California Sues Trump Over Census Memo Aimed At Excluding Immigrants Who Lack Legal Status From Political Representation
California and several other local plaintiffs, including the cities of Los Angeles and Long Beach, are suing President Trump to block his administration’s recent memo aimed at excluding immigrants here without legal permission from political representation.
The memo targets reapportionment. That's the process of determining how many seats each state is allotted in the U.S. House of Representatives. The Constitution mandates that calculation be based on total state population, but the administration wants to include only people with legal resident status.
California’s lawsuit challenging this policy was filed independently from a complaint submitted by New York and 19 other states last Friday. In a press conference today, California Attorney General Xavier Becerra explained this decision to fight the Trump administration separately. Becerra said:
“There’s no state, no area in the county hit harder, hit faster by this [memo], than California. We will defend every single inch of ground in California and every single person in our state because the law requires it.”
The Trump memo states:
“Current estimates suggest that one State is home to more than 2.2 million illegal aliens, constituting more than 6 percent of the State's entire population. Including these illegal aliens in the population of the State for the purpose of apportionment could result in the allocation of two or three more congressional seats than would otherwise be allocated.”
The complaint filed by California, several local cities, and LAUSD claims that Trump’s memo would cause harm to the state by cutting the number of representatives allotted to Congress, and by stifling census participation.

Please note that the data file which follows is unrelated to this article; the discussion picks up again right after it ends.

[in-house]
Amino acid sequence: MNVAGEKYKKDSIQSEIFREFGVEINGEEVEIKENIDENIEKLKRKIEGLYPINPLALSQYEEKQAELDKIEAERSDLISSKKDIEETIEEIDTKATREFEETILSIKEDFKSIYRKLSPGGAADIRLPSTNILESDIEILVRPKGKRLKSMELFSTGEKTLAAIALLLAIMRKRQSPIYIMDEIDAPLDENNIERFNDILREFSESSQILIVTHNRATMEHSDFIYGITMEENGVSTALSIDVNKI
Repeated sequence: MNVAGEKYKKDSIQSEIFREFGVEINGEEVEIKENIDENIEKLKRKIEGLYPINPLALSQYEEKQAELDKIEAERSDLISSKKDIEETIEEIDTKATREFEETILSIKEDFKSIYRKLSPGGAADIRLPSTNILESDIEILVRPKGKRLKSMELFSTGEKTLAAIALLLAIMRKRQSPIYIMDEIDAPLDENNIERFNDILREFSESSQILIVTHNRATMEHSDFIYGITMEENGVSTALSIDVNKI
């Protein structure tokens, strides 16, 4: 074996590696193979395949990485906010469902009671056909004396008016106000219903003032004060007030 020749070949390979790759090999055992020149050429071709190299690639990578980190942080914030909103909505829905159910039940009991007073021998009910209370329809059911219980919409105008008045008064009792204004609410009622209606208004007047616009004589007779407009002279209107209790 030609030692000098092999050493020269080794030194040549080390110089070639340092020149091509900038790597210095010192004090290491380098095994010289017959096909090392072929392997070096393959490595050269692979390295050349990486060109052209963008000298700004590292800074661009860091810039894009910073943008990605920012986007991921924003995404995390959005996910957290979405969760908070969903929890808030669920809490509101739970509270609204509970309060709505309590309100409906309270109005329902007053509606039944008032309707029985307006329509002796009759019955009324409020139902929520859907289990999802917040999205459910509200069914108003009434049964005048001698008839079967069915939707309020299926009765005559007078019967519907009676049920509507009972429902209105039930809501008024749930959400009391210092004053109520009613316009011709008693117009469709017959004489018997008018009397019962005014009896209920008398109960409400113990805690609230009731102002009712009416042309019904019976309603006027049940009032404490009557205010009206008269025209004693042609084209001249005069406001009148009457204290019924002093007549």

Already, California stands to lose up to two seats simply based on population changes.
Becerra and the other plaintiffs are seeking an injunction against Trump’s policy. The brief argues that the memo violates the 14th Amendment, which states, “Representatives shall be apportioned among the several States according to their respective numbers, counting the whole number of persons in each State, excluding Indians not taxed.”
Becerra also argues that the memo doesn’t carry any legal weight.
“It’s not an executive order,” Becerra said. “He put together a memorandum, cut and pasted some language in there that looked pretty good, and tried to call it law.”
READ UP ON THE TRUMP MEMO:
- With No Final Say, Trump Wants To Change Who Counts For Dividing Up Congress' Seats
- California Would Lose Seats In Congress If (And It's A Big If) Trump Can Omit Immigrants Lacking Legal Status From Counts
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